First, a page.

of the five contest categories: process control, laboratory, maintenance, collections, and safety. In the end, the Bio-Wizards came out on top—congratulations!
This year, they also ramped up the pipe cutting relay competition for all those interested. I saw a lot of sore arms afterward, but it was great fun. Special thanks to Bradley Hayes, Chris Fasnacht, Ada Levy, and all the Ops Challenge teams for representing the operations community!
Young Professional Events and Workshop
The Student and Young Professionals (S&YP) Committee put on a poster competition, YP reception, YP workshop, and Student Design Competition (SDC). The allday Saturday YP workshop, in collaboration with FSAWWA, which started at 7:30 a.m., was a crash course in how to boost your career potential with some amazing speakers.
Following that was the SDC with the University of South Florida, University of Florida, and Florida International University participating. With FWRC held later this year, they participated even after school let out—what commitment! A big shout out to Nicole Cohen, chair of the S&YP Committee, for taking such a strong leadership role and making this conference such as success.
Exhibit Hall, Technical Sessions, Awards, and Networking
I enjoyed walking the exhibit hall and seeing all the amazing products and services that support our industry, reconnecting with so many of my friends and colleagues (new and old), watching our awards ceremony celebrating the great work you all do, and listening to the engaging and educational technical workshops.
It’s quite amazing that our industry
identified the importance of collaboration so long ago and we have continued to do it ever since. It constantly reminds me that our ability to work together sets us apart and I appreciate the continued relationship FWEA has with the Florida Section of the American Water Works Association (FSAWWA) and the Florida Water and Pollution Control Operators Association (FWPCOA) to make this conference a success!
Priorities for this Coming Year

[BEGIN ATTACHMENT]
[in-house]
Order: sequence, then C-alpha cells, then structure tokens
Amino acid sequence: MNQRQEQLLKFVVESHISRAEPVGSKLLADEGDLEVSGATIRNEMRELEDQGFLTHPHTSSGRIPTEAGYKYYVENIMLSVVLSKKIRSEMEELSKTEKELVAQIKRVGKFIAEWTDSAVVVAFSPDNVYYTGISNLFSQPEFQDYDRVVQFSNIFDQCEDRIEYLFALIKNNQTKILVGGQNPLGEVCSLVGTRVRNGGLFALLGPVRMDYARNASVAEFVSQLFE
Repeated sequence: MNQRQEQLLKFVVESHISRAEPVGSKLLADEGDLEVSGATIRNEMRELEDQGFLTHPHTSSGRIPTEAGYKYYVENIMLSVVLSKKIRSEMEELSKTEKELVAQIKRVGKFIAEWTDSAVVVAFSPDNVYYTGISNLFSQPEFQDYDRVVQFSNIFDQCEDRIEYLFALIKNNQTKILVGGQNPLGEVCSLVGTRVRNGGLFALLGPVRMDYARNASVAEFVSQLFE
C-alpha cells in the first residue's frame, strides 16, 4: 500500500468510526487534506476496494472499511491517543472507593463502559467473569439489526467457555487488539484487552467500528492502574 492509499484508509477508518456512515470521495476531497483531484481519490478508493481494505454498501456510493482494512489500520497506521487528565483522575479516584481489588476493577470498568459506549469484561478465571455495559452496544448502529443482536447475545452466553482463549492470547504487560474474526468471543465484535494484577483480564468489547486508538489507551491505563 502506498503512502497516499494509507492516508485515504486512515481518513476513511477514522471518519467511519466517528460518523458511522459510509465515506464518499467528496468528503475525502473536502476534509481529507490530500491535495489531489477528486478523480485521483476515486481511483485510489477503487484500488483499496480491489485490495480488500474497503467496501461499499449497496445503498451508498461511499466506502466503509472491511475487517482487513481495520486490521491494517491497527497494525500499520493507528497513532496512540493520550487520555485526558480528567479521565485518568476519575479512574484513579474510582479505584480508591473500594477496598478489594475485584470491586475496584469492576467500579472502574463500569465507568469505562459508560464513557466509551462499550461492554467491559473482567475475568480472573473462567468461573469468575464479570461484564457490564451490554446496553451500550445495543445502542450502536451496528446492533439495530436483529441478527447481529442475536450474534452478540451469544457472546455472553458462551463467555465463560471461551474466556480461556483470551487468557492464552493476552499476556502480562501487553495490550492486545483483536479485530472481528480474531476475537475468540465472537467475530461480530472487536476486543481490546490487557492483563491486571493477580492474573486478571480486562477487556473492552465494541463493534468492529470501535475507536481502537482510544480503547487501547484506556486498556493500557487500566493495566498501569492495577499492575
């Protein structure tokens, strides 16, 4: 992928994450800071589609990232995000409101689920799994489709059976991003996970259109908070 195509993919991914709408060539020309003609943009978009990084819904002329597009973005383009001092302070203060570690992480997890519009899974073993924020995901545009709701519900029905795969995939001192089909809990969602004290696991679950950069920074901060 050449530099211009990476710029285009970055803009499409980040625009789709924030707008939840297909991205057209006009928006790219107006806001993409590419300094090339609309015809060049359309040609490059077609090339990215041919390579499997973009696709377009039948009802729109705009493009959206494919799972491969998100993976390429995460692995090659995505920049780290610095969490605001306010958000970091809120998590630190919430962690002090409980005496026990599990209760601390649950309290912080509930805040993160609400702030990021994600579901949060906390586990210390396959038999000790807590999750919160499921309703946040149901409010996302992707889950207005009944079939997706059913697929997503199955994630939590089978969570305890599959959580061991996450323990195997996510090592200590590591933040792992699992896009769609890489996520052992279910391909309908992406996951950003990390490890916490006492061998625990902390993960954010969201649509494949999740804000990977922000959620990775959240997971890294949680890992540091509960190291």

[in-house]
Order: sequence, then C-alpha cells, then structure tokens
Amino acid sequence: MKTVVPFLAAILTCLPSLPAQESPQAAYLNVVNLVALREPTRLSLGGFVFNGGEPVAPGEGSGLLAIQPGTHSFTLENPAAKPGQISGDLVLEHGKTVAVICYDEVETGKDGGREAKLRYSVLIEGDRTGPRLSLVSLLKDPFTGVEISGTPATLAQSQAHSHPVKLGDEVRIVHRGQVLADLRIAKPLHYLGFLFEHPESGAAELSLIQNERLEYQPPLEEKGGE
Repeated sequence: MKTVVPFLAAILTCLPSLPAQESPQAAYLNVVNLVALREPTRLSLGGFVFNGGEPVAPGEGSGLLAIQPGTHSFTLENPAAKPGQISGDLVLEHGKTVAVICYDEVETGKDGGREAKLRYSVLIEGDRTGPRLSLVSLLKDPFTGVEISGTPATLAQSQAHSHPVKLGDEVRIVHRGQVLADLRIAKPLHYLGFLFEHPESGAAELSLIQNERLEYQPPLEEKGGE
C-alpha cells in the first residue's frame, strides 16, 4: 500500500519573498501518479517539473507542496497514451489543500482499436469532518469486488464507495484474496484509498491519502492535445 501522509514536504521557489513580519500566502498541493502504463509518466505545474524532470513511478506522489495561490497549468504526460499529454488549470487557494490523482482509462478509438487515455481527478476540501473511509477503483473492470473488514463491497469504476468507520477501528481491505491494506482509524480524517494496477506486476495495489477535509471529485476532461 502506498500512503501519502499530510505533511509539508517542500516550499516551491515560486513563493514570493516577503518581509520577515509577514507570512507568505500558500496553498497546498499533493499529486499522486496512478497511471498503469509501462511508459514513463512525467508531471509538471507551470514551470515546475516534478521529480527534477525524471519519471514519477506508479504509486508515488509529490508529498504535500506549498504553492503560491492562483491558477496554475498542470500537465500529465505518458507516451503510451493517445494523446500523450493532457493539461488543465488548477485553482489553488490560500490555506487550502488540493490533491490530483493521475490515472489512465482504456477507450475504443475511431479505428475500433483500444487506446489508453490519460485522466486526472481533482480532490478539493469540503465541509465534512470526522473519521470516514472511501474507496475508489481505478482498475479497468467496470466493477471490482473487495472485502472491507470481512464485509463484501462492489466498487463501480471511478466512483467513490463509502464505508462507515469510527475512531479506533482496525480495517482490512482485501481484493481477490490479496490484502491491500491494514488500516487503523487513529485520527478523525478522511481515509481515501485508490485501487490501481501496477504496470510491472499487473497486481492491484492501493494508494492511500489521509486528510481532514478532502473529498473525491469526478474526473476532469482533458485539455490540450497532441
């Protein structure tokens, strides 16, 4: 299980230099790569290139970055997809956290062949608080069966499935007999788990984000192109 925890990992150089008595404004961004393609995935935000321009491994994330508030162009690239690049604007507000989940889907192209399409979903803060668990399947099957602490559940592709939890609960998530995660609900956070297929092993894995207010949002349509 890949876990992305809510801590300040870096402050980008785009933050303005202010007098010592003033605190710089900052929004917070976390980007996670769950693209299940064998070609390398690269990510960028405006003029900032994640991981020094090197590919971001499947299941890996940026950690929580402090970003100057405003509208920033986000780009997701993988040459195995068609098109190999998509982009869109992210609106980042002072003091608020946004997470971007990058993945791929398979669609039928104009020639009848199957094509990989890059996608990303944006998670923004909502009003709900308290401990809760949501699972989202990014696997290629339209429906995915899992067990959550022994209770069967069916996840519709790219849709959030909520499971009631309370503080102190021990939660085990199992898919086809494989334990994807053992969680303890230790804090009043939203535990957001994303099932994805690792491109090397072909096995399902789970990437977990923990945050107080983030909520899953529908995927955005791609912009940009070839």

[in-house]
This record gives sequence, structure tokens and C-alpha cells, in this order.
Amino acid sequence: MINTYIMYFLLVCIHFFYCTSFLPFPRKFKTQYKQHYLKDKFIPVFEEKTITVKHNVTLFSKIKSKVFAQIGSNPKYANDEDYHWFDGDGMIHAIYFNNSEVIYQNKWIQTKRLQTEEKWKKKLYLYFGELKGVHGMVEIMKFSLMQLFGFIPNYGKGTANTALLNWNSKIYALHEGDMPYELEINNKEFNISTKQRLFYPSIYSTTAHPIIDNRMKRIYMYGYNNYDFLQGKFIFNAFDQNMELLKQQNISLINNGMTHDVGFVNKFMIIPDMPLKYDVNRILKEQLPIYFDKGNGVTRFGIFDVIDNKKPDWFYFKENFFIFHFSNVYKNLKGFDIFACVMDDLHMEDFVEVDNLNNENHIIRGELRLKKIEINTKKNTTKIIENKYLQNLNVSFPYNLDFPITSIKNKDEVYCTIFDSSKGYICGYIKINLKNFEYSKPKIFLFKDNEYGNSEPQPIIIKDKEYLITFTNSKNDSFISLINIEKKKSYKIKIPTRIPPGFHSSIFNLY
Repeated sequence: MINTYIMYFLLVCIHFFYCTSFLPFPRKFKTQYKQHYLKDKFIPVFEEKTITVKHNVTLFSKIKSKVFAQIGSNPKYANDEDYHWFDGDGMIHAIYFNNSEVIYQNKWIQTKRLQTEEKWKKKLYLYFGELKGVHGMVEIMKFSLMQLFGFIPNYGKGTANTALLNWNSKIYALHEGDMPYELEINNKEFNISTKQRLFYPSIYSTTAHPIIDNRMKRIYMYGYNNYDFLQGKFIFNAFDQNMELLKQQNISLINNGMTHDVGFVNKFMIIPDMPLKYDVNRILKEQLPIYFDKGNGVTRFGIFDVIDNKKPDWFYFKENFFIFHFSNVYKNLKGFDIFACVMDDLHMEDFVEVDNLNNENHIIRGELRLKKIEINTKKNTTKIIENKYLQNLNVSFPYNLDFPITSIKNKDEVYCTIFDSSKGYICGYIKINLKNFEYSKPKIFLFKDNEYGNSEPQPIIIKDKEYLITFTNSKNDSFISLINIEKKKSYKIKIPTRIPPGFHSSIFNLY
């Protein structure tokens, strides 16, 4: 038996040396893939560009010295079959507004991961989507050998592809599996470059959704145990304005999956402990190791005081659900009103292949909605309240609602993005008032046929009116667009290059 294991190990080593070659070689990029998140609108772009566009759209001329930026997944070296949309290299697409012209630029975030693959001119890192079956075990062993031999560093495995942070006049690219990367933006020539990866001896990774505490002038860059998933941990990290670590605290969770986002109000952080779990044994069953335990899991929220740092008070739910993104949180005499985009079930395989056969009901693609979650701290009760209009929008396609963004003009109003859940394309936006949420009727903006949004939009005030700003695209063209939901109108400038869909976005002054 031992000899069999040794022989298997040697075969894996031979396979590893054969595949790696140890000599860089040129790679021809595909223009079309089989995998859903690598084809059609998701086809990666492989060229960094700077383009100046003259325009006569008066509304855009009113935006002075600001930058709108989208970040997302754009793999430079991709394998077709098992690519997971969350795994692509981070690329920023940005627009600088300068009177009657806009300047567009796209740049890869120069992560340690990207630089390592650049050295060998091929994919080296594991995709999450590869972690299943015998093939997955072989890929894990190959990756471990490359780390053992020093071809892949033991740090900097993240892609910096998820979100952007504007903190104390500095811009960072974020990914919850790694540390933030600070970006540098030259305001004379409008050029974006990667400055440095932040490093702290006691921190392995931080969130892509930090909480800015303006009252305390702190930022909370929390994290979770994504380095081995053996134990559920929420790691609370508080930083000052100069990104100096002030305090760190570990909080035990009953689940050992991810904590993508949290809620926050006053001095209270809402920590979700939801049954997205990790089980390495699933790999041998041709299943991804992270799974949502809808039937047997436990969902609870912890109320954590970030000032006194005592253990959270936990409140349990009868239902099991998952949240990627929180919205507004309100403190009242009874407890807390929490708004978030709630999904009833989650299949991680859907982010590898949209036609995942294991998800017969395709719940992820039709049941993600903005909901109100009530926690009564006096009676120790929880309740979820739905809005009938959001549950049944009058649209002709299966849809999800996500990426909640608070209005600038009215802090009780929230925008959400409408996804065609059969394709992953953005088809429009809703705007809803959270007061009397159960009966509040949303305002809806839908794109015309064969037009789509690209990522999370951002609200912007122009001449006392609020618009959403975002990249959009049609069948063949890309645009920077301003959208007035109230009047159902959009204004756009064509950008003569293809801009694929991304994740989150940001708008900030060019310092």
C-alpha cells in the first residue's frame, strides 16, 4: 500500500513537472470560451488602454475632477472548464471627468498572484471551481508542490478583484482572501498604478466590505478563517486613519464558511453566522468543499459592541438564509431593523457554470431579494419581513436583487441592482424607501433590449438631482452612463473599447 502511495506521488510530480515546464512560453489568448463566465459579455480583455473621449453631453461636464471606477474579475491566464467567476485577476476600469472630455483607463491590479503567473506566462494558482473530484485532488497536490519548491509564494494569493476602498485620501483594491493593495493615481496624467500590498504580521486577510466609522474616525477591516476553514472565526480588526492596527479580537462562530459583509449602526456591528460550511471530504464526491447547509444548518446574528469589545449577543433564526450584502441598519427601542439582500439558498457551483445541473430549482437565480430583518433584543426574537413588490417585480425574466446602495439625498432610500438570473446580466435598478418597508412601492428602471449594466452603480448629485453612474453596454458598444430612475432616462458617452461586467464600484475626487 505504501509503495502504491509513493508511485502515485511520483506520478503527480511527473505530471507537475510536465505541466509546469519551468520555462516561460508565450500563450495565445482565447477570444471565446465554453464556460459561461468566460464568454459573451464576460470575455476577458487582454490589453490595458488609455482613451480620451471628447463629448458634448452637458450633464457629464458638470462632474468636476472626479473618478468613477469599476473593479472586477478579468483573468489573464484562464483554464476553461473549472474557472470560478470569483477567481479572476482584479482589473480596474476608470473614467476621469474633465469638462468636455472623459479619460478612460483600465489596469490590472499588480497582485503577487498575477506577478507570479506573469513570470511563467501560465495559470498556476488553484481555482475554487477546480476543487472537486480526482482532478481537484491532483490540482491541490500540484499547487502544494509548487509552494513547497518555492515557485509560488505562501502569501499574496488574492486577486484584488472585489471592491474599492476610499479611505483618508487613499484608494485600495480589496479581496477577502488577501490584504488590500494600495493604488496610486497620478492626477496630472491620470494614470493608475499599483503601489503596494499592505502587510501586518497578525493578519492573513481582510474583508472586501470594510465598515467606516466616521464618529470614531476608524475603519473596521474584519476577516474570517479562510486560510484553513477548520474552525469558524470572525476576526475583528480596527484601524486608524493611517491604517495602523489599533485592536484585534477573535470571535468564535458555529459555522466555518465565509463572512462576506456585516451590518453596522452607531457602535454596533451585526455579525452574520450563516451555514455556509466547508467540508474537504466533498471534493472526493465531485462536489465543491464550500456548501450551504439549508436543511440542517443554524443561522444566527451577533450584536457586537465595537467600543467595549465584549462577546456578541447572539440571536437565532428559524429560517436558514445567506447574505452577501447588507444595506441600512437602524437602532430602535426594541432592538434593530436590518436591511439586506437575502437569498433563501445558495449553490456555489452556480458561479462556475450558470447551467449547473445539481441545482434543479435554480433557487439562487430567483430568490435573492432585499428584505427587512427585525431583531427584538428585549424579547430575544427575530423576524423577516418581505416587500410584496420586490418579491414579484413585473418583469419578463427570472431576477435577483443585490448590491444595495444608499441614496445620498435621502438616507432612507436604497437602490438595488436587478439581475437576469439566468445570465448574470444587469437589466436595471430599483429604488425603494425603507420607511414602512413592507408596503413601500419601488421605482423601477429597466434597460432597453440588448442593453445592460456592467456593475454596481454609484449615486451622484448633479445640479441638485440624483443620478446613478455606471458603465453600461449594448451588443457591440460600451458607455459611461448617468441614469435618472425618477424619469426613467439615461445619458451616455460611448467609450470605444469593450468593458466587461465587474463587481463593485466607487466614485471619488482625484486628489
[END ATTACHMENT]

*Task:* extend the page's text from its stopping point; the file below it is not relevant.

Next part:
As I said in my speech at the FWEA awards luncheon at the conference, my priority for this coming year is to elevate you. To do that, we will focus on the following:
S Expand our connectivity. By providing more opportunities to hear from you and incorporate your ideas, we can better
connect the dots. We want this organization to reflect you and represent you while, at the same time, creating collaboration and partnerships that are integral to the future of our industry. This includes inviting everyone to the table who has influence and/or an impact on what we do: information technology, laboratory staff, procurement, etc.
S Provide more value. I would say that our technical committee chairs do a bang-up job on this already, but we will put an added focus on aligning our technical content with upcoming priorities. We recognize some of the biggest challenges, both regulatory and technical, will not be solved in the next year, but we can collaborate with you and your customers
Continued on page 26
Florida Water Resources Journal • July 2023 25
Greg Chomich takes a turn in the relay.
The panel at the Young Professionals Workshop.
Group photo of attendees at the Students and Young Professionals Reception on Friday night shows the great turnout. This is the future of this organization.
to support immediate needs and solutions that better position us to move forward. S Communicate a common message. More important than ever, we need to develop and support education and outreach to our members and the public that’s informed, emphatic, and consistent. Our goal is to advertise the magnificent work this community does every day. We have started this process with the Water Stories and Operations Challenge footage collected on the FWRC exhibit floor and our long-term goal is to leverage our stories to advance our industry.
Innovation and Emerging Technologies
The excitement of the conference and the movement of our industry keep me focused on the future, which includes innovation, emerging technologies, and new partnerships.
I talked to so many amazing people at the conference who are trying to implement change with innovative solutions, sometimes so simple in concept, but not aligned with our normal operating procedure. As FWEA, we have no intent to disrupt this industry, but we recognize that we need to help move it forward and, if needed, to help remove limitations or constraints.
For example, can we really separate stormwater, water, and wastewater anymore? This month’s theme for the Journal is stormwater management and emerging technologies and all I can think is that many of the technologies for stormwater either came from the water/wastewater market or will eventually influence these markets. In Florida, improving water quality impacted many stormwater requirements initially, but we have also, more recently, seen the impact of septic-to-sewer, ocean outfalls, and reuse regulations.
There is so much overlap; not one thing